Nobody should generalise about sales managers. There are so many different types of business, and so many different ways of making them work. There are so many different approaches a sales manager can take. But there’s one dilemma most sales managers confront constantly.
Stuck between the CEO’s need for revenue, sales guys complaints about product features, price and marketing, and challenging customers, the sales manager has to find a way of making the impossible possible.
Part of the job is coaching, of course. Few sales people have all the skills needed. Not many work just quite as hard as they could. They aren’t that good at accepting other people’s strategy. Worse they really don’t like sticking to the rules. Managers need to get over that problem, constantly grooming new kids on the block to replace the superstars competitors will recruit away.
The other, and more visible, part is making the numbers. That’s where the dilemma comes in. Whilst the sales manager can be the team’s goto man when deals get tough, doing the selling for them gets in the way of the real job.
Allowing sales people to learn from their mistakes requires them to make those mistakes, and that means losing deals. But the demand for performance dictates the sales manager can’t let this happen. Business has to be won, whatever.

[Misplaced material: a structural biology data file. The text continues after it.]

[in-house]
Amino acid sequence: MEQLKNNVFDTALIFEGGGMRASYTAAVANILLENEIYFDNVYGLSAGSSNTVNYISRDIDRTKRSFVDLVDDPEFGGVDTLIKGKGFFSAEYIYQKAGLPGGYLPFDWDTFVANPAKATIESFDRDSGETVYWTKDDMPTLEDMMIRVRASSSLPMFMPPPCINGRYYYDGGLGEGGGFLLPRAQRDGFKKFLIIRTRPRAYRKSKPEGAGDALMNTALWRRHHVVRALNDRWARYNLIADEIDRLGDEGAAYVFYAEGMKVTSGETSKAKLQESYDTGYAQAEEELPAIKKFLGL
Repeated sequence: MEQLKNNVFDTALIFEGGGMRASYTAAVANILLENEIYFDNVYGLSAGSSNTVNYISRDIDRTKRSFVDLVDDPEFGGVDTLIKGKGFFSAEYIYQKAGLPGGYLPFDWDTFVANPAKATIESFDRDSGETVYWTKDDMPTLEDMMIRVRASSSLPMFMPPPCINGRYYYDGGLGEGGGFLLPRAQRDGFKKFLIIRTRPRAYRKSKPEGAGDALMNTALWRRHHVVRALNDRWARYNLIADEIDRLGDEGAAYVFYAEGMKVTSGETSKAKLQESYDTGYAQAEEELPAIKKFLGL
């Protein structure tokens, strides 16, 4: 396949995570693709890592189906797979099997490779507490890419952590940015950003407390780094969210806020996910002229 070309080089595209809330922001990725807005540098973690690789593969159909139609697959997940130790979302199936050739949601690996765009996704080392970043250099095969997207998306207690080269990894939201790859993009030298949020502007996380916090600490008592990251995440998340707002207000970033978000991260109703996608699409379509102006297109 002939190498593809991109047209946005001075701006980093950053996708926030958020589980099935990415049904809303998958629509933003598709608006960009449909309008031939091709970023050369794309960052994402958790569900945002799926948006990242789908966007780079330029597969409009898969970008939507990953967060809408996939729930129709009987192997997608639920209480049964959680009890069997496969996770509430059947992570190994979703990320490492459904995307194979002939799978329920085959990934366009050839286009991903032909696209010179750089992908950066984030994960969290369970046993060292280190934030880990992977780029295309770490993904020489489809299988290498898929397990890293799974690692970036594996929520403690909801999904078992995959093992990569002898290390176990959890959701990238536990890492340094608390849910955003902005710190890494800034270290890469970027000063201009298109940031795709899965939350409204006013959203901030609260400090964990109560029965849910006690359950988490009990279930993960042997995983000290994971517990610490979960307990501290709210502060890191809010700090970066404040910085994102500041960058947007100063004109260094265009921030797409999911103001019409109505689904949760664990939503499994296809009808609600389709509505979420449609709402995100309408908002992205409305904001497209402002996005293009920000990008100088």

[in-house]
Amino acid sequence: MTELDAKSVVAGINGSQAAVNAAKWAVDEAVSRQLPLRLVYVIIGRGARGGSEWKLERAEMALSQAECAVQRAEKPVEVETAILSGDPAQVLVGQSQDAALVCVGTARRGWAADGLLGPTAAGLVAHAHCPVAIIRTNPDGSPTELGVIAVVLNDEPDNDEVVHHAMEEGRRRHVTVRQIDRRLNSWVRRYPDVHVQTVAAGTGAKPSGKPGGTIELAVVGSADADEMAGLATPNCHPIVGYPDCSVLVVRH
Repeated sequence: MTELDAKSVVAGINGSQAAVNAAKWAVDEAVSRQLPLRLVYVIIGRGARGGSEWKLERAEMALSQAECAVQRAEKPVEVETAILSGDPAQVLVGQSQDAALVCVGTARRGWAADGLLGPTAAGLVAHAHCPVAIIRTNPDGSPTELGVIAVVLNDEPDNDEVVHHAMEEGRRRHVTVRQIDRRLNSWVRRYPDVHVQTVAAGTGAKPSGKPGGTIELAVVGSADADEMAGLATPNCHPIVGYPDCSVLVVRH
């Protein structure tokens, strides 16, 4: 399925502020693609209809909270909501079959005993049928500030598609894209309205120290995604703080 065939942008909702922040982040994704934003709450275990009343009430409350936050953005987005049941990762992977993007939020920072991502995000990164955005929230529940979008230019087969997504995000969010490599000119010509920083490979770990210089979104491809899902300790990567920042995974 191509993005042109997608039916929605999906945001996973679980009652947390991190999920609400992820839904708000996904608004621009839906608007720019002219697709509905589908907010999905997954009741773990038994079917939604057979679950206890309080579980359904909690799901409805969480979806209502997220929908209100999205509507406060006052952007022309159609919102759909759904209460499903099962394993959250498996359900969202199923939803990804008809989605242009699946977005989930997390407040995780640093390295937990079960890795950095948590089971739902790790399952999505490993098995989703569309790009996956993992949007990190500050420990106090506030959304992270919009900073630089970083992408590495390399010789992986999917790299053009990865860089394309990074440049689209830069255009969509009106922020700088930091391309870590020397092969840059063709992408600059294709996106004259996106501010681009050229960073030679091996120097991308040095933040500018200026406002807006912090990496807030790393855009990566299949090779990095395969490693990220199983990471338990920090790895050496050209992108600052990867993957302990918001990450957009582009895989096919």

Ultimately the sales manager has to step in and win the business for the rep. The sales guy gets recognition for the sale. The sales manager gets yet another problem. Now the reps know there’s no need to learn, because the boss will always step in and make it work for them.
Back in the day working for Nixdorf Computer, Richard was a perfectly pleasant but ineffectual rep. The company expected every sales person to be competent demonstrating our Comet software, but Richard wouldn’t learn how to do it.
When I demanded he should learn, Richard refused, point blank.
“There’s no point in me learning that stuff” he said, “because I’ll never be as good as you, and you’ll never let me do it on my own”.
And of course he was right. I needed to focus on the numbers, and that meant going along on sales calls to check the qualification, make sure the prospect understood our unique selling points, and agree the basis on which our two businesses could work together.
This is all standard stuff for the sales professional, but all too often reps stick to the smiley friendly stuff and bring in the manager to add the business dimension.
The bottom line was, I was too busy doing the selling for the sales team to have any time for improving what the sales team did.
Eventually Richard got fired, but not before I’d made him more money than his efforts deserved.
And eventually I figured out the role of super hero sales guru was flattering, which was enjoyable, and counter productive, which wasn’t.
Regardless of the pressure for numbers, sales managers need to buy time during which they can improve the process, and the sales team’s ability to implement it.
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- Helping Hand for Hardworking Sales People (successfulsalesmanagement.stevensreeves.com)